Beloat helped to cut the cottonwood logs and assisted in the building of the first schoolhouse in Liberty, in 1890.

Other buildings in Liberty included the Spain House, built on homestead land by J.L. Spain around 1886. The Spain family were the first European settlers in the Buckeye Valley.

Junius Brewster moved with his parents and siblings to Liberty in 1898, and they homesteaded land.

Other families that established homesteads in the Liberty area were: Will and Martha Blackmer in 1909 and Nathan and Maggie Woody in 1919.

Garrett Toothaker was the Postmaster for the Altamount Post Office (Liberty) in 1898. In 1899 Jacob “Jack” Schweikart moved to the Valley and settled on a homestead and in 1903 opened a mercantile store in Sidney.

In 1905 he relocated to Liberty and opened a new store. The Liberty United Methodist Church was erected in 1909. The existing school building was built in 1910. The Board of Directors included Bob Beloat, Junius Brewster, Jacob Schweikart and Fred Walls, Sr.

The Arlington area was first settled by the J.W. Davis family.

Records report that they used camels to transport butter and cheese to Phoenix in 1878. A shared Palo Verde-Arlington school house, formerly located in Arlington, was stolen and moved to Palo Verde in 1895.

The 10’ by 25’ school-house built in 1894, which had been loaded on a flatbed hayrack wagon one night by Palo Verde farmers after disputes with the Board of Trustees (who were all Arlington residents), was returned and set—up again in Arlington.

The Palo Verde area was first settled by the G.A. Roberts family in 1886.

The Palo Verde Baptist Church was organized in 1890. A small school building opened in Palo Verde in 1896 and remained until it was replaced in 1909 by a new school that was constructed on the northwest corner of Highway 80 and Palo Verde Road.

The town of Buckeye (Sidney) continued to grow with the first schoolhouse built in Buckeye in 1889. In 1890, a building was constructed on Centre Street. Grant Mcwilliams and Joe Irvine operated this building as a saloon until 1897.

On October 29, 1898, Herbert Kell, who was the newly appointed postmaster, moved his store and the post office into this building known as Old Kell’s Store.

Herbert Kell was born in Suffolk, England, June 15, 1869. He began an independent career at the age of thirteen, becoming an office boy for a doctor. A short time after going went to sea. He spent many years aboard ship, traveling extensively to various parts of the world, making his last voyage from London to San Francisco around Cape Horn, reaching the Golden Gate in 1888, at age nineteen.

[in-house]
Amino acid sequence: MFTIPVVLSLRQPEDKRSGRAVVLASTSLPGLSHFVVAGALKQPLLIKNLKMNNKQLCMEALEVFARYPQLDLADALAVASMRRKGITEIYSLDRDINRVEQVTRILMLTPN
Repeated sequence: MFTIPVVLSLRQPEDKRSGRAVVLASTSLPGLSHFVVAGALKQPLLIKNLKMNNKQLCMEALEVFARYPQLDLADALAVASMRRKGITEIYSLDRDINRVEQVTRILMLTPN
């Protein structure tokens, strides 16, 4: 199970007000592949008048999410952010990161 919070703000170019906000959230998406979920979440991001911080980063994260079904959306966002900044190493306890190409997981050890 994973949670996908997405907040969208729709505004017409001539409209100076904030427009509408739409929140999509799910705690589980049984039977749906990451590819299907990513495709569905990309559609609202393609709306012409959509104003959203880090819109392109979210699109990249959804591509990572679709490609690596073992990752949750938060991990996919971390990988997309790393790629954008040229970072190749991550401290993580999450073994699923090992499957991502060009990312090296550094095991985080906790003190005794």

History of the Buckeye Canal

He later settled in the Salt River Valley, employed in setting up vineyards between Glendale and Peoria. Afterward, he worked on the Bartlett Ranch and did freight in the mountains between Prescott and Jerome. Finally, he turned to mining, west of Phoenix and Yuma. He worked on the Evans Ranch until 1897, when he came to the ‘city’ (Buckeye). With only forty dollars, Mr. Kell established a successful grocery store.

His store was a ’modern’ brick building carrying a complete line of supplies and ‘fancy’ groceries. Using his efforts, he built up a large and flourishing business from a humble beginning. Also, for some years he engaged in cattle ranching in the Buckeye Valley until 1904 when he sold off his interest in this area.

The first Buckeye newspaper, the Buckeye Blade, was started by Thomas Schultz, in 1890. He built an adobe building on the corner of Centre and Fifth Street. The newspaper lasted only 42 weeks until a flood came through town and destroyed his business.

During the same year, 1890, the Long’s Hotel was built. After the 1891 flood, the building was dismounted, and the Longs moved to Phoenix. They returned to Buckeye in 1900 and 1910 a new Long’s Hotel was built.

William B. Long had come west, engaging in the lumber business in Colorado and Washington, locating finally in Yavapai County, Arizona, where he worked at copper mining in The employ of the Hartford Copper Company.

He spent some time in the Ora Bella and Ora Bonita mines in the Bradshaw Mountains, and went to Phoenix in 1885, turning his interests to the butcher business. With Mike Hurley as a partner, he conducted a large and profitable business for five years until moving his family to Buckeye in 1890.

In 1901, the town of Buckeye had a post office, two small stores, a lodging house (Dana Hotel), a restaurant, a church, a schoolhouse, and a telephone station.

The turbulent career of the Buckeye Canal was marked with many misfortunes, none of which were insurmountable for the hardy pioneers who settled in the area. In 1907, the landowners purchased the system and incorporated under the name of the Buckeye Irrigation Company.

In 1910, the Southern Pacific railroad came to Buckeye, causing the downtown business district to move a quarter of a mile north and a quarter of a mile west of the original business district.

The Arizona Daily Star newspaper reported on August 5, 1910, the schedule of the new Buckeye Line.

The train left Phoenix at 8 a.m. and arrived in Liberty at 10:45 a.m., Buckeye at 11:25 a.m., Palo Verde at 11:55 a.m., then returning, leaving Hassayampa at 1:00 p.m., Buckeye at 2:05 p.m., and arriving back in Phoenix at 5:30 p.m..

buckeye az

By 1911 there was the first car in Buckeye, owned by Dr. Thayer. Mr. Beloat was also one of the first in Buckeye to own a car, a Model T Ford. A 1912 map of the Arizona Territory shows a steam rail line going to the Buckeye Valley from Phoenix.